By the end of the episode, Lockhart and Gardner have won the day, and Marjorie is back on the list for the organ donation.  As they gloat over their win, they start to move in on the hospital for a bigger class action suit.  As they trade barbs, Patti walks in, and triumphantly announces that she’s been re-hired by her former firm…with better benefits.  As Diane sputters that she can’t use anything that she may have learned while in their offices against them, Patti smugly reminds her that she couldn’t have learned anything since they all swore under oath that the two cases would be strictly separated.  It’s a fantastic twist to the episode that I completely did not see coming, although perhaps I should have.  Even Will wears a look of grudging respect for Patti’s manipulations; if the writer’s decide to set up a rival firm for Lockhart Gardner I would suggest Patti and Michael J. Fox’s Louis Canning as the heads.  They’re the only two lawyers who seem to regularly get the better of Alicia and company.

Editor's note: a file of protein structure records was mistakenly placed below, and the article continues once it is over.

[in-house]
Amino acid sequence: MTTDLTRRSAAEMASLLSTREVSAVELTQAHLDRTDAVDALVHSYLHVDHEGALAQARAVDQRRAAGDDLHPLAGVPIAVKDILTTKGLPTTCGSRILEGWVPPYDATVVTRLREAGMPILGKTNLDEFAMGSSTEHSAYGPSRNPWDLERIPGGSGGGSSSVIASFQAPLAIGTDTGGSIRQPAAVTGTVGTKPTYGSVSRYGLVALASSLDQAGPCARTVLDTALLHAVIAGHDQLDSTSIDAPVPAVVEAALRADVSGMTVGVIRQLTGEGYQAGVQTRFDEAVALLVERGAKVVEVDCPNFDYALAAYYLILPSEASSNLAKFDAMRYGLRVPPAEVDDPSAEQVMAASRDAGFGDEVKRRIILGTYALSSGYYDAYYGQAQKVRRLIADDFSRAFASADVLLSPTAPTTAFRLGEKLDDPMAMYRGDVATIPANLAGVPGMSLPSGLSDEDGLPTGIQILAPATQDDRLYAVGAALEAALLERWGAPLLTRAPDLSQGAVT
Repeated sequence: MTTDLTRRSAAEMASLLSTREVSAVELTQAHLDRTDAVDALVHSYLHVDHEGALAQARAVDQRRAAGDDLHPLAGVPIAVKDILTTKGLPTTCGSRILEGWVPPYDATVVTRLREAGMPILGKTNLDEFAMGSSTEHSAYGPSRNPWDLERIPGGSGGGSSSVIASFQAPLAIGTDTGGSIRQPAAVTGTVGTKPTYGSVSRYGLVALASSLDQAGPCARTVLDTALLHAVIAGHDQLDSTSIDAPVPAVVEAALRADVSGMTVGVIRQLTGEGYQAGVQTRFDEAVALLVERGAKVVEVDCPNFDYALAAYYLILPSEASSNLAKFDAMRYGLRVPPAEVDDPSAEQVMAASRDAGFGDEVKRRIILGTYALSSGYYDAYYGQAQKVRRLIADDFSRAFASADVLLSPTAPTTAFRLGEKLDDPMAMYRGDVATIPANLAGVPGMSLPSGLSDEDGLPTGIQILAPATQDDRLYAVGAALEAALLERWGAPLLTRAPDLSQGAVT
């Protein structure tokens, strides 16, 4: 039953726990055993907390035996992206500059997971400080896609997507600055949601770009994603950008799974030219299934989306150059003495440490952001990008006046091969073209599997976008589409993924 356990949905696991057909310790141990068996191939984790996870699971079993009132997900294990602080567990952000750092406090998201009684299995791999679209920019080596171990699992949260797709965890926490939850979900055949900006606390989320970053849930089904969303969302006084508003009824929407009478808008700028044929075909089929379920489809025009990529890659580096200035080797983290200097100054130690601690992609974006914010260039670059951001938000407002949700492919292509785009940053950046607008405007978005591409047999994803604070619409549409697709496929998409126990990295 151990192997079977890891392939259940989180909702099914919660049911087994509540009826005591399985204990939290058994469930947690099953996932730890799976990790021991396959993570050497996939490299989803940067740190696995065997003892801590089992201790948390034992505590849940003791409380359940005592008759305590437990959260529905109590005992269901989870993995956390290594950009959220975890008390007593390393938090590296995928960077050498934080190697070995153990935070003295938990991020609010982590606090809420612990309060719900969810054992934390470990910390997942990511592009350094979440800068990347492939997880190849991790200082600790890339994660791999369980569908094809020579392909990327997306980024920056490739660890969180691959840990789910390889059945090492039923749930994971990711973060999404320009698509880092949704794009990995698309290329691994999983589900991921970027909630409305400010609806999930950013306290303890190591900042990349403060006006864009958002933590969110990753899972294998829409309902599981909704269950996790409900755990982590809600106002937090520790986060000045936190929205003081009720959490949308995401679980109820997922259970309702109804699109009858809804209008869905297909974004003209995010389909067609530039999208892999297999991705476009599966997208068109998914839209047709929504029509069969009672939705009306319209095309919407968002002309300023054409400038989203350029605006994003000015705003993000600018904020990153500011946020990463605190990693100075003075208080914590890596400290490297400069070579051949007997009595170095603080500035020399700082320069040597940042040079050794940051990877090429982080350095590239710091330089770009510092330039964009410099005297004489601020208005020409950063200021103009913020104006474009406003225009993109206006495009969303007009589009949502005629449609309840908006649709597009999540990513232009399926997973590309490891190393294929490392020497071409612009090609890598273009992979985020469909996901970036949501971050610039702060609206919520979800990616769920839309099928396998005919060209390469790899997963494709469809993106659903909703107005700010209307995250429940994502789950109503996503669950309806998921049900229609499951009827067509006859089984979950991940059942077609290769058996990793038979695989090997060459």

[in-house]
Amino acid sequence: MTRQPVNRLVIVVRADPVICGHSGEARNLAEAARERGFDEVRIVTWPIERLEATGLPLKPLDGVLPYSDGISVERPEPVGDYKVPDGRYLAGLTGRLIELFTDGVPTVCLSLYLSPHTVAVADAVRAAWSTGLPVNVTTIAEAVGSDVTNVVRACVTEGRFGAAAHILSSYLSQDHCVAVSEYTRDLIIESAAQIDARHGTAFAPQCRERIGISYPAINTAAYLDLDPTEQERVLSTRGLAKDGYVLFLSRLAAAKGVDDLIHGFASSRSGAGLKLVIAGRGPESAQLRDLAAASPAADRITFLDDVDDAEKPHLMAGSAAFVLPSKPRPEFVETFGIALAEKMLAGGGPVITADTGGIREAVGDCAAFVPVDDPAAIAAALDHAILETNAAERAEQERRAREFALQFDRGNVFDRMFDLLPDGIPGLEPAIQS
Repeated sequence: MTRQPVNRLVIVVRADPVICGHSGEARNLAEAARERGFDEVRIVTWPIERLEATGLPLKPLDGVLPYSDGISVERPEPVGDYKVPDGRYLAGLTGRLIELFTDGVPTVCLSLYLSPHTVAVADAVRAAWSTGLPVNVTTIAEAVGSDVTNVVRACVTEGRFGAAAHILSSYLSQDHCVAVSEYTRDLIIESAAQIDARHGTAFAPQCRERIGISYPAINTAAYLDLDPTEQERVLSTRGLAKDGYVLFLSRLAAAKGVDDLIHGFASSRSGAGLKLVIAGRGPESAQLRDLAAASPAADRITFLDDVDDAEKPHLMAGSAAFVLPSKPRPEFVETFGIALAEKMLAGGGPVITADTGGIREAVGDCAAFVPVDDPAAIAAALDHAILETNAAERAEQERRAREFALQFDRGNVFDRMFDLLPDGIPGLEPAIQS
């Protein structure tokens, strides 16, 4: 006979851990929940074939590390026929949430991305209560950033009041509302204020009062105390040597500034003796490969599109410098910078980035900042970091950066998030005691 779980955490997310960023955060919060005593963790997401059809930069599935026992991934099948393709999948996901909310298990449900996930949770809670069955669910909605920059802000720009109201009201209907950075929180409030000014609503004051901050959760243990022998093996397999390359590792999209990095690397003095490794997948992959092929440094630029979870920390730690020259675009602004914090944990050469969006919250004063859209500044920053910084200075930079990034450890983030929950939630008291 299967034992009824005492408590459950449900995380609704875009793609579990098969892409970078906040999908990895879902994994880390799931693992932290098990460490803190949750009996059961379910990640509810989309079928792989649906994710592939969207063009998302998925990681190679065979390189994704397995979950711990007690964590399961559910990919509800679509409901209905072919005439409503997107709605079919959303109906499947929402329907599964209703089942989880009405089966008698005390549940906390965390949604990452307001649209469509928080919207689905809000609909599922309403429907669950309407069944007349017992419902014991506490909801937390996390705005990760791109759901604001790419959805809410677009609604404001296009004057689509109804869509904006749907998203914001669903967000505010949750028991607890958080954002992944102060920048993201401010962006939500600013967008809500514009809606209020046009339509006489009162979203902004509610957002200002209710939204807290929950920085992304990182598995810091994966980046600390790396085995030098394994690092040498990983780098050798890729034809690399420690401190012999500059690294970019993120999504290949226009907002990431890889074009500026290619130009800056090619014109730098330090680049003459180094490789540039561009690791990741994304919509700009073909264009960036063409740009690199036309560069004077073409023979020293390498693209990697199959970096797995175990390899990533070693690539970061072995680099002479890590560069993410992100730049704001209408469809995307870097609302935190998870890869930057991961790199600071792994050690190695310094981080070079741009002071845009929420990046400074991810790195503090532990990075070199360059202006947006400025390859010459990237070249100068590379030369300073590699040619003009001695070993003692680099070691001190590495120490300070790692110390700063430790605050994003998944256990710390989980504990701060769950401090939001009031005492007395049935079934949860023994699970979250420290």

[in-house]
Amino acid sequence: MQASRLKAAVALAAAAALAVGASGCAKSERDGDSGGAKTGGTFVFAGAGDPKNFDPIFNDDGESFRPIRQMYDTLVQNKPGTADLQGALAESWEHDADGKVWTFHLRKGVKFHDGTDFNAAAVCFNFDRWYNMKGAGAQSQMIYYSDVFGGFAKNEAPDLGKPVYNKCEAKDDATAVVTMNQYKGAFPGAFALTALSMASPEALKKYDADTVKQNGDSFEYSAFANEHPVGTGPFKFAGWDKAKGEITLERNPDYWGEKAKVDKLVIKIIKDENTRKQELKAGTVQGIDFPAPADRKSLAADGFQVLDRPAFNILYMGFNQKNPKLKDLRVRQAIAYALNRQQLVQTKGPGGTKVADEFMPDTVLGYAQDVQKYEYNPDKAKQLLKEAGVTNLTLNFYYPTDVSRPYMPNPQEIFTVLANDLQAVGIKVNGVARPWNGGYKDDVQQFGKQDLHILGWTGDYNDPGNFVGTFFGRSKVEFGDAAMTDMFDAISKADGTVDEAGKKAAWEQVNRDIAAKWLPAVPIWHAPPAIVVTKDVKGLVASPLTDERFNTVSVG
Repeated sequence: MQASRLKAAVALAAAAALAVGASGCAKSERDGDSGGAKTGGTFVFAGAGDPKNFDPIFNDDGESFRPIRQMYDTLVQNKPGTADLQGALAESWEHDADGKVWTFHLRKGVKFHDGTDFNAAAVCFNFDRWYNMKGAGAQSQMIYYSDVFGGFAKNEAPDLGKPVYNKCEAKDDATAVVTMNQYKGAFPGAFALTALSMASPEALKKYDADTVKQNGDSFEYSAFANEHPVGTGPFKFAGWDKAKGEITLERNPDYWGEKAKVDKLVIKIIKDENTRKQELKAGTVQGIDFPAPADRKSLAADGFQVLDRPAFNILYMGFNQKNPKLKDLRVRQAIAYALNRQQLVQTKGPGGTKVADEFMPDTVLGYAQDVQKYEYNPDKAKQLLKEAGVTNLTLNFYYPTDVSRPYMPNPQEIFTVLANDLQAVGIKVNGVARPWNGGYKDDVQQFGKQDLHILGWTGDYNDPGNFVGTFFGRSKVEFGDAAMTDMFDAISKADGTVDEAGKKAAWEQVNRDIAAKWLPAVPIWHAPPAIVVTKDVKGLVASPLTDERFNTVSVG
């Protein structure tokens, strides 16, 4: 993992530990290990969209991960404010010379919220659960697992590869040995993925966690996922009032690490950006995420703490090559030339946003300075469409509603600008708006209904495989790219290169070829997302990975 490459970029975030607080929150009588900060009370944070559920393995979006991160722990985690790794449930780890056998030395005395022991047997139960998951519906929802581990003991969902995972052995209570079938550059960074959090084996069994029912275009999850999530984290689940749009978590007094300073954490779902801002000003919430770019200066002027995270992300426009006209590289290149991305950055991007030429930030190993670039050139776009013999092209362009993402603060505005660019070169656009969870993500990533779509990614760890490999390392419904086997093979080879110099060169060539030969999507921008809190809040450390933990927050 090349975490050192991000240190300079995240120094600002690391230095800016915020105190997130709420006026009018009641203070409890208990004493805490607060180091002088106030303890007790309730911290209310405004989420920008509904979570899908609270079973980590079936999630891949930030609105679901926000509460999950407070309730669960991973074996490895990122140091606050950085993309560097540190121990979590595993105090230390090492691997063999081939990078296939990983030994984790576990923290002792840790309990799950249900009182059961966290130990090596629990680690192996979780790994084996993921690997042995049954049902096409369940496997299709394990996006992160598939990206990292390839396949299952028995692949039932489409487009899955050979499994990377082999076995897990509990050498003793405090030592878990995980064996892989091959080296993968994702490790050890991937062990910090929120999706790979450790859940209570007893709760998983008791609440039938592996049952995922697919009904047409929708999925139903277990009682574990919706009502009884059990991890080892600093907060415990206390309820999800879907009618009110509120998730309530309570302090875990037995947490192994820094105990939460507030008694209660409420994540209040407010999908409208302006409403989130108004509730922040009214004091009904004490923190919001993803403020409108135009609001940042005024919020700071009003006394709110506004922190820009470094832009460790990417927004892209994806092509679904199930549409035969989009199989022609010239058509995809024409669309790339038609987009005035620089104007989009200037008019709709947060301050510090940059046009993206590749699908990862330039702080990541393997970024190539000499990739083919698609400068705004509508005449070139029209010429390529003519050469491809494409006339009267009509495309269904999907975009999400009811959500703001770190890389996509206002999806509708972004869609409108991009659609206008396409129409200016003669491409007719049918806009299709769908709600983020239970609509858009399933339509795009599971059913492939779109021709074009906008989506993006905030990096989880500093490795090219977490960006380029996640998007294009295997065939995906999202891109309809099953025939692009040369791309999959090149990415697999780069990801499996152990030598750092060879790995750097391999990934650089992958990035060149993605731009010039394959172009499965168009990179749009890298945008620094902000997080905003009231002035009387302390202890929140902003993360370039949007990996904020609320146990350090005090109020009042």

On the serial side of the episode, things were decidedly less humorous.  We pick up precisely where we left off, as Alicia stumbles out of Peter’s victory party in shock and heads to her apartment.  The show has done such a good job of making Alicia a passive character that what happens next is as surprising as it is satisfying; she packs up Peter’s things, calls her real estate agent and some movers and gets his things out of her house into a new apartment.  The actual logistics of this are pushing the boundaries of believability, but it made for such good drama that I’m willing to suspend my disbelief.  Seeing Alicia take action, decisive action, is intoxicating.  She is no longer taking a back seat in her life, she is no longer someone that things simply happen to.  She calls Peter to the new apartment and informs him that it’s his new home.  She chokes out “You slept with Kalinda…you slept with my best friend,” returns home and finally let’s herself cry and rage against her husband.  Then she breathes, sits down and puts on her make-up and clothes to go to work; somethings will never change.